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House Republican sides with Democrats to save net neutrality

Rep. Mike Coffman from Colorado is the first. Will other Republicans in the House join in?

Rep. Mike Coffman

Rep. Mike Coffman

Bill Clark/Getty Images

Rep. Mike Coffman from Colorado has become the first Republican in the House to join Democrats in the effort to save the Obama-era 2015 net neutrality rules.

On Tuesday, Coffman told the website Politico that he plans to support the Congressional Review Act resolution drafted by Democrats, which aims to save rules the Republican-led Federal Communications Commission rolled back in December. The rules, which banned internet service providers from blocking, slowing down or charging online companies extra to access users faster, officially came off the books last month.

The CRA would give Congress the ability to roll back recently adopted regulations and would void the repeal of the rules, which were adopted in 2015 under President Barack Obama's FCC. In May, the Senate passed a CRA resolution to save the rules. All 49 Democrats in the Senate supported the effort, and three Republicans, Sen. Susan Collins of Maine, John Kennedy of Louisiana and Lisa Murkowski of Alaska, crossed party lines to support the measure.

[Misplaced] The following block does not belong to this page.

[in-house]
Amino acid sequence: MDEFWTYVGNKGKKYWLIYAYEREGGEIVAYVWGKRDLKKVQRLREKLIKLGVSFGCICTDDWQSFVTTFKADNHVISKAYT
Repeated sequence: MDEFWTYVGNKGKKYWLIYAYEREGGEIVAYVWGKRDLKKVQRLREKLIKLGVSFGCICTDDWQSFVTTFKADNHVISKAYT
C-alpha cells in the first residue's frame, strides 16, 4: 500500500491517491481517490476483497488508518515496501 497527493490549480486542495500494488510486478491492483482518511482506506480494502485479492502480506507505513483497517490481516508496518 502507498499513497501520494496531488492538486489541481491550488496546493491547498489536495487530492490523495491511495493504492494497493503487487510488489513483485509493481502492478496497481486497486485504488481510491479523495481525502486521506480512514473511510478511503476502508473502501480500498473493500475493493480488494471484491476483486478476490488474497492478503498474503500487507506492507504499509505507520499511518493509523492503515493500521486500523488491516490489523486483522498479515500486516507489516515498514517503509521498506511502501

The passage of the CRA in the Senate was a big win for net neutrality advocates, but the effort still faces an uphill battle in the 435-member House of Representatives, where a large number of Republicans are needed to get the measure passed. Getting the first Republican on board is seen as an important benchmark, as it may convince other Republicans to join the effort. The House has until the end of the year to force a vote on the CRA.

All House Democrats have already gotten behind the CRA. With Coffman on board, the resolution has 177 of the 218 signatures it needs.

Coffman told Politico that though he'd prefer a legislative solution to codify net neutrality rules, "the CRA is better than nothing."

Democrats have been unwilling to consider GOP efforts to pass legislation to establish permanent net neutrality rules. They claim this legislation would be weaker than the 2015 rules. Instead, they've focused on the CRA.

Coffman was one of the few Republicans who opposed the FCC's repeal of the 2015 rules in December. He also introduced legislation Tuesday that would make the FCC's "bright line" rules for net neutrality into law.  He told Politico he sees the CRA as a way to put more pressure on Congress to pass a permanent fix.

His bill, called the 21st Century Internet Act, would reimpose the main rules established under the 2015 regulations, including the no blocking or throttling rules, as well as a ban on paid prioritization. Coffman's bill would also prevent internet service providers from charging smaller companies fees when they hand off traffic.  

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